On the consumer side, the fyxify consumer app solves the aforementioned lapses we currently have for the consumer experience. Using the app, a consumer with, for example, a broken air conditioner, can use the app to quickly and effortlessly schedule a certified technician to come to their home right away. It even shows them a live map of where their technician is! It also provides an automated, interactive sales experience, a live eCommerce marketplace, and even utilizes artificial intelligence to help them make the best purchasing decisions.

fyxify provides complete dispatching, complete CRM, complete databasing, complete management suite, and just about everything else you need all in one. Instead of having 50 different platforms to handle 50 different things and trying to get them all working together, doesn’t it make more sense to just have one? Better yet, what if it could make your customer’s experience one that they’ll appreciate even more and make more money in the process?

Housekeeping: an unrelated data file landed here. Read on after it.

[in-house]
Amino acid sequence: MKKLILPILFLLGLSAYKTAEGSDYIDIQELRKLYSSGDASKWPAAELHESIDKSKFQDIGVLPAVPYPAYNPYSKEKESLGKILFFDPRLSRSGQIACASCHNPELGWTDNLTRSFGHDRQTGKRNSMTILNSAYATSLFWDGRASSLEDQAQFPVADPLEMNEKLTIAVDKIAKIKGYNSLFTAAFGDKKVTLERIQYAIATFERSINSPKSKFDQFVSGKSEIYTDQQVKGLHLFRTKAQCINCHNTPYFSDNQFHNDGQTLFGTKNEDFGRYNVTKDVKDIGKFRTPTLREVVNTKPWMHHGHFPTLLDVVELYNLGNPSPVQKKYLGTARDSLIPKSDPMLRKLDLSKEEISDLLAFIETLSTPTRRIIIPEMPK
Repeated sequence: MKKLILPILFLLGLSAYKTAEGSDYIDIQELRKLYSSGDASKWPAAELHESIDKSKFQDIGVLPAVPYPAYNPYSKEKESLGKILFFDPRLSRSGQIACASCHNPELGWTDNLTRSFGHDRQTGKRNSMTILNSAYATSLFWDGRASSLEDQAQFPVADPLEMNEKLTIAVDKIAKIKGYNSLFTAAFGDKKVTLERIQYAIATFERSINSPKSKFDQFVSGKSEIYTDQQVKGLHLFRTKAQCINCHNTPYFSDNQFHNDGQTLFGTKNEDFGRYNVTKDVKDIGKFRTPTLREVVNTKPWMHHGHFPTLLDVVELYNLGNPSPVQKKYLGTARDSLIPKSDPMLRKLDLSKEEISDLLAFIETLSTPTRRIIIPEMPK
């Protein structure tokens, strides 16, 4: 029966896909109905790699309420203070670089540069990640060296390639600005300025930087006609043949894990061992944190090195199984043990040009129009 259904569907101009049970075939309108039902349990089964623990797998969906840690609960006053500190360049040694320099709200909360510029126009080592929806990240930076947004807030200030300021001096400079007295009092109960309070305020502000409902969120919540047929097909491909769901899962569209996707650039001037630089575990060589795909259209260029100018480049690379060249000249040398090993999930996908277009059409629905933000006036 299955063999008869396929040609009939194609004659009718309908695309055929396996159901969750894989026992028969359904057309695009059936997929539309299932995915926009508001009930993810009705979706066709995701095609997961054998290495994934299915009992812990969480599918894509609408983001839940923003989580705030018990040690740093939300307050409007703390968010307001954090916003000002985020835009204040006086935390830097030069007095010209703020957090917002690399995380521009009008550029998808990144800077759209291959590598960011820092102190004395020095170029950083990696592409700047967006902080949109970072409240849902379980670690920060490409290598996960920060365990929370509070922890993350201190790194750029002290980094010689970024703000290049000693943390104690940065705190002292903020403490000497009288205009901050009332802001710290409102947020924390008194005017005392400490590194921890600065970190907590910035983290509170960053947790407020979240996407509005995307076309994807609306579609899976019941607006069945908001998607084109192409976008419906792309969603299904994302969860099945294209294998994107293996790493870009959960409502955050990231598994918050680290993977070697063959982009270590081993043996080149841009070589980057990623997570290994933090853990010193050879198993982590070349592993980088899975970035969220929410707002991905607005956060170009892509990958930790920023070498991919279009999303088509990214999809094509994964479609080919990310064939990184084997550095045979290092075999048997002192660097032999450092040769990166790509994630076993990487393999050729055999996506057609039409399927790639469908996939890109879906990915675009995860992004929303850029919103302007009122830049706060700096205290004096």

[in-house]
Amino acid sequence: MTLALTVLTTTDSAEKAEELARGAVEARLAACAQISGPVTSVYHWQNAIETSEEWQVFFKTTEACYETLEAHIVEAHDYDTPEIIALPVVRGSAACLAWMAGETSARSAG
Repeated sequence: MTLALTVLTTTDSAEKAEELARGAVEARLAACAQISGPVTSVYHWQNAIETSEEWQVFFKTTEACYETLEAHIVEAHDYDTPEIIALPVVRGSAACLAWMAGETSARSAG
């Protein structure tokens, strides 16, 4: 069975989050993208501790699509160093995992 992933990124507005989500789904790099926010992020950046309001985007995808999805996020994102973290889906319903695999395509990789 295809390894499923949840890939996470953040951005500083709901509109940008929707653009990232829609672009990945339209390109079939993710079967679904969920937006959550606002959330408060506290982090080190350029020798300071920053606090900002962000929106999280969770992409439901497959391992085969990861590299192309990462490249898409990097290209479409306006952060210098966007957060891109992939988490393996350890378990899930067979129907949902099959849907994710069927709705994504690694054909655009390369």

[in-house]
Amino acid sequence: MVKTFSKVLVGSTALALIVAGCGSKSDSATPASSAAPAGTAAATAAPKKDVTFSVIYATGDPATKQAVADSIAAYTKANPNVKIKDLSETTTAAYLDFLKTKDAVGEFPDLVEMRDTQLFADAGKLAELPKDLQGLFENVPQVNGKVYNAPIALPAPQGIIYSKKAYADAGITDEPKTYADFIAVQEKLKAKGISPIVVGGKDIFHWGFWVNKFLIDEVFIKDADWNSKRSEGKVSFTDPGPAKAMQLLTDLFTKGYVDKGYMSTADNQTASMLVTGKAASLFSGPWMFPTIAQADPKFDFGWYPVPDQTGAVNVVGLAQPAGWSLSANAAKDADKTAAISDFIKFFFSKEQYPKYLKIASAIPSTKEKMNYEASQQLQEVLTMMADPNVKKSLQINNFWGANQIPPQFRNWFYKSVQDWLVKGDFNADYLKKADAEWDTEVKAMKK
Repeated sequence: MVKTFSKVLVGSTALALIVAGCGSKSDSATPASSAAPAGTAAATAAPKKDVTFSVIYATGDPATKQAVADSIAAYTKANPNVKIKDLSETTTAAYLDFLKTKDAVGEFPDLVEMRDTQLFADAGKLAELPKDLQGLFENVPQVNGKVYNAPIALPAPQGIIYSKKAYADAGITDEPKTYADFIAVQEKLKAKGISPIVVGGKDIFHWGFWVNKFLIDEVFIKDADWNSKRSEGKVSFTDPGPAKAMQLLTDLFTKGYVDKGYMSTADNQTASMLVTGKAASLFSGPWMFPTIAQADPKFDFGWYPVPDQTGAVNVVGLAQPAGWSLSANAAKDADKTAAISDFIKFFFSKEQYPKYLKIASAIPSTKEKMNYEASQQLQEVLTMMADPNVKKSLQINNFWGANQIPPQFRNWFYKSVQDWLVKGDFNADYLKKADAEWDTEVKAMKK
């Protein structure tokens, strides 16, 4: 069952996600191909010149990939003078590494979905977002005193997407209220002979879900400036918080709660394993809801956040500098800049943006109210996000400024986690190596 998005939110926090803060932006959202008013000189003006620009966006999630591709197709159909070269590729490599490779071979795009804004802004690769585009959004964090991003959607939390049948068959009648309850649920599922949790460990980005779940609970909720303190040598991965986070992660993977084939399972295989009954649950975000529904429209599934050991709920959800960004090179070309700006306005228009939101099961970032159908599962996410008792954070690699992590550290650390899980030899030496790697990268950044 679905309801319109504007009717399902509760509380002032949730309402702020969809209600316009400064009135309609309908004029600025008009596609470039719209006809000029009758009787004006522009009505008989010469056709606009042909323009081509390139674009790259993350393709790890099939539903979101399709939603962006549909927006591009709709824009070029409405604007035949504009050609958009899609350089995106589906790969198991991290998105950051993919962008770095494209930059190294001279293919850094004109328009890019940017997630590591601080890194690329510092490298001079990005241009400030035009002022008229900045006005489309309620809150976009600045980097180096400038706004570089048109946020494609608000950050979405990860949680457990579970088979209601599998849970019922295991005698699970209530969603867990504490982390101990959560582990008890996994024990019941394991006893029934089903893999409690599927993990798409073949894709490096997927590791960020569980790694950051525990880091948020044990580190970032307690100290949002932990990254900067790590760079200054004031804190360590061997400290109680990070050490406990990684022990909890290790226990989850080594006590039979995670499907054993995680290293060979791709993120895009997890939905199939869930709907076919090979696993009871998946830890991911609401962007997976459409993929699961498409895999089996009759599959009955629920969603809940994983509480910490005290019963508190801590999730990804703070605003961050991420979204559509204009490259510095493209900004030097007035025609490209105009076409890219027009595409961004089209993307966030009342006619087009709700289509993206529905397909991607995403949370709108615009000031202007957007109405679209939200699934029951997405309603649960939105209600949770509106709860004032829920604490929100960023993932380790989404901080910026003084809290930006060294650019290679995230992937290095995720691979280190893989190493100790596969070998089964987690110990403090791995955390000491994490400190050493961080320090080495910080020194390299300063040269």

Technology, Tools, and the Future

We believe that if you look at how good technology has changed our lives, it’s replaced less efficient, less easy ways to do things. When we get that game-changing technology in the trades, it’s going to replace that as well. Darren wants to give contractors the tools to provide your customers with a faster, smarter, and better experience at the same time as lowering the cost of doing business. It’s a combination of improving both ends of the transaction, and is exactly how fyxify was designed.

When we look at what a strategic market advantage means today, we have to consider what the consumer will want moving forward. Do you think your customers will want to call in and sit on hold more in the future, or do you think they’ll want to do business digitally? Is it likely that the customer of tomorrow will want to buy more things online? We know which direction things are headed. If you aren’t moving in the same direction, you simply don’t have the advantage.